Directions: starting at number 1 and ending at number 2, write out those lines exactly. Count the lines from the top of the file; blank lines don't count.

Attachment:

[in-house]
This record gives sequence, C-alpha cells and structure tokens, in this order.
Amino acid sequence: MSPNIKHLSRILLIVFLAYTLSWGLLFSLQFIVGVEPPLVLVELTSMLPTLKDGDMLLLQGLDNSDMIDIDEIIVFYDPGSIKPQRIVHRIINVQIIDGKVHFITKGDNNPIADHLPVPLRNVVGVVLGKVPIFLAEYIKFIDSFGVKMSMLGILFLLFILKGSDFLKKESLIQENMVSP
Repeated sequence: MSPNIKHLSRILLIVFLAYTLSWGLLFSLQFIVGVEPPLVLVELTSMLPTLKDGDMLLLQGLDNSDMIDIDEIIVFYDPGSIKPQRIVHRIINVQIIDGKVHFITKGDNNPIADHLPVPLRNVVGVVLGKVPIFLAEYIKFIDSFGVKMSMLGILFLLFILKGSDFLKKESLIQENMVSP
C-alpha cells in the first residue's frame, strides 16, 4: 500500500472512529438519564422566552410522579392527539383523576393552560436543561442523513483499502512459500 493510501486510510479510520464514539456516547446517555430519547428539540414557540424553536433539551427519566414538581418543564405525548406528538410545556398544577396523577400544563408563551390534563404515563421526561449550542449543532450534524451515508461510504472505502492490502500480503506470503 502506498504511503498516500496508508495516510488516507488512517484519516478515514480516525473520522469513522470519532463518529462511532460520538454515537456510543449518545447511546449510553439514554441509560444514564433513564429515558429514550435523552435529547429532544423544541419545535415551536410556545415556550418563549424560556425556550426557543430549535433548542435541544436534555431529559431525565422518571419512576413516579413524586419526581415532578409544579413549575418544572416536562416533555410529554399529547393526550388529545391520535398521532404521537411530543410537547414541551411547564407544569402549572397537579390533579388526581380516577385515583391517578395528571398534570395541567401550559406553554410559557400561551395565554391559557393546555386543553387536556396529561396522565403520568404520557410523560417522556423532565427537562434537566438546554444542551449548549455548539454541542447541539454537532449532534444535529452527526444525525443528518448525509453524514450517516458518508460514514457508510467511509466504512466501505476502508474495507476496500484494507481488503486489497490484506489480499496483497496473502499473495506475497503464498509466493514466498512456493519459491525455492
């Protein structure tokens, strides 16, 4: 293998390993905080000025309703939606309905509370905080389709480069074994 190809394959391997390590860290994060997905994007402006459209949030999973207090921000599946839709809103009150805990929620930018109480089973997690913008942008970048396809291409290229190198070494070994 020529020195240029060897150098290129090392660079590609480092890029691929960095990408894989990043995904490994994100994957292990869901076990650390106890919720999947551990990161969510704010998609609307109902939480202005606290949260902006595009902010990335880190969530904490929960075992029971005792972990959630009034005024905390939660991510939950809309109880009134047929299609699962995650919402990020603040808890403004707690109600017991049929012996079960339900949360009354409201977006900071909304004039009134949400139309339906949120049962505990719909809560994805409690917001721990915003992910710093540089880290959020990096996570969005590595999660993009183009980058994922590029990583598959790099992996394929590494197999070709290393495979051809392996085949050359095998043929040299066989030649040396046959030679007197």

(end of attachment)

[in-house]
This record gives sequence, C-alpha cells and structure tokens, in this order.